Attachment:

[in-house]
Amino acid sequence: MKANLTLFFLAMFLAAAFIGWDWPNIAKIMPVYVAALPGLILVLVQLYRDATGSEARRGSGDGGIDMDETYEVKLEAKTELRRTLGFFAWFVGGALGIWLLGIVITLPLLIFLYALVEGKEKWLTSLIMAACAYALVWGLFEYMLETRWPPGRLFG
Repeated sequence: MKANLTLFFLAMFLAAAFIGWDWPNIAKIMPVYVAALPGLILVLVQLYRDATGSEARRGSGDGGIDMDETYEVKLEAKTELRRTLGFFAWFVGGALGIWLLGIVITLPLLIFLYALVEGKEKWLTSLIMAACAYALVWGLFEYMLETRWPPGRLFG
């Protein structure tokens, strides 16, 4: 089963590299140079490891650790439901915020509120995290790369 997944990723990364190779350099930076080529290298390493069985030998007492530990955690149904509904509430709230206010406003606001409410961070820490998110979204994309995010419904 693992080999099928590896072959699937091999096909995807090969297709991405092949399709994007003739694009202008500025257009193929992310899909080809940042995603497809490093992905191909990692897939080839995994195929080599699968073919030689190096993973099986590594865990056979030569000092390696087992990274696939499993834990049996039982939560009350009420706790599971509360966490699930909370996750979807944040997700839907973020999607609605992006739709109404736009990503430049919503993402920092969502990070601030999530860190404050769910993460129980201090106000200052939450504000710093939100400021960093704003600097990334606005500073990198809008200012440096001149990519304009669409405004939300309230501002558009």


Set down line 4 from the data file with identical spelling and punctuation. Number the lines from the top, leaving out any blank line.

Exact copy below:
């Protein structure tokens, strides 16, 4: 089963590299140079490891650790439901915020509120995290790369 997944990723990364190779350099930076080529290298390493069985030998007492530990955690149904509904509430709230206010406003606001409410961070820490998110979204994309995010419904 693992080999099928590896072959699937091999096909995807090969297709991405092949399709994007003739694009202008500025257009193929992310899909080809940042995603497809490093992905191909990692897939080839995994195929080599699968073919030689190096993973099986590594865990056979030569000092390696087992990274696939499993834990049996039982939560009350009420706790599971509360966490699930909370996750979807944040997700839907973020999607609605992006739709109404736009990503430049919503993402920092969502990070601030999530860190404050769910993460129980201090106000200052939450504000710093939100400021960093704003600097990334606005500073990198809008200012440096001149990519304009669409405004939300309230501002558009």